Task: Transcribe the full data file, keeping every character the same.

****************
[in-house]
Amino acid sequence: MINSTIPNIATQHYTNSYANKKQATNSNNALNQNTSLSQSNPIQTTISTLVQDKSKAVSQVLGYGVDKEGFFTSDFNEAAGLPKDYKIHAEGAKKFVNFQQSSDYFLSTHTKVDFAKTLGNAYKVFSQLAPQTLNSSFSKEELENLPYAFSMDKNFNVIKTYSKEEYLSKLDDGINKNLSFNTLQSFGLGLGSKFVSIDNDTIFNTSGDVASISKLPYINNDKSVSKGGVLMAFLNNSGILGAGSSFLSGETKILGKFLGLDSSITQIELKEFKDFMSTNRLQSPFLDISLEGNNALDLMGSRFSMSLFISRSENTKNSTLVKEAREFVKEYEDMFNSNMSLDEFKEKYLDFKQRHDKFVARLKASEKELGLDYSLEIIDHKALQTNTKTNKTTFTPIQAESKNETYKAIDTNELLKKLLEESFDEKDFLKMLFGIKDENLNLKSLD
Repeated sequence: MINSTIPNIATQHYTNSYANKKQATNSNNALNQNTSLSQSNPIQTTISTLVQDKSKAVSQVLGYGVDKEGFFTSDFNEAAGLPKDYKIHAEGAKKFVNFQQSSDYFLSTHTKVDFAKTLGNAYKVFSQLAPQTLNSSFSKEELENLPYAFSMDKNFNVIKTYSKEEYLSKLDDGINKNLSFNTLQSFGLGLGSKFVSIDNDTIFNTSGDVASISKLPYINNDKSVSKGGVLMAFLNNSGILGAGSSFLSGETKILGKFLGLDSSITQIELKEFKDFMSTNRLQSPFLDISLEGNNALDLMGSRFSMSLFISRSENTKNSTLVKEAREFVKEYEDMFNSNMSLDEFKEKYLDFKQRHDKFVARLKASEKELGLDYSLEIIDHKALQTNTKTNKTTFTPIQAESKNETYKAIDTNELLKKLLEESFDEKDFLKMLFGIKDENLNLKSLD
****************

[in-house]
Amino acid sequence: MINSTIPNIATQHYTNSYANKKQATNSNNALNQNTSLSQSNPIQTTISTLVQDKSKAVSQVLGYGVDKEGFFTSDFNEAAGLPKDYKIHAEGAKKFVNFQQSSDYFLSTHTKVDFAKTLGNAYKVFSQLAPQTLNSSFSKEELENLPYAFSMDKNFNVIKTYSKEEYLSKLDDGINKNLSFNTLQSFGLGLGSKFVSIDNDTIFNTSGDVASISKLPYINNDKSVSKGGVLMAFLNNSGILGAGSSFLSGETKILGKFLGLDSSITQIELKEFKDFMSTNRLQSPFLDISLEGNNALDLMGSRFSMSLFISRSENTKNSTLVKEAREFVKEYEDMFNSNMSLDEFKEKYLDFKQRHDKFVARLKASEKELGLDYSLEIIDHKALQTNTKTNKTTFTPIQAESKNETYKAIDTNELLKKLLEESFDEKDFLKMLFGIKDENLNLKSLD
Repeated sequence: MINSTIPNIATQHYTNSYANKKQATNSNNALNQNTSLSQSNPIQTTISTLVQDKSKAVSQVLGYGVDKEGFFTSDFNEAAGLPKDYKIHAEGAKKFVNFQQSSDYFLSTHTKVDFAKTLGNAYKVFSQLAPQTLNSSFSKEELENLPYAFSMDKNFNVIKTYSKEEYLSKLDDGINKNLSFNTLQSFGLGLGSKFVSIDNDTIFNTSGDVASISKLPYINNDKSVSKGGVLMAFLNNSGILGAGSSFLSGETKILGKFLGLDSSITQIELKEFKDFMSTNRLQSPFLDISLEGNNALDLMGSRFSMSLFISRSENTKNSTLVKEAREFVKEYEDMFNSNMSLDEFKEKYLDFKQRHDKFVARLKASEKELGLDYSLEIIDHKALQTNTKTNKTTFTPIQAESKNETYKAIDTNELLKKLLEESFDEKDFLKMLFGIKDENLNLKSLD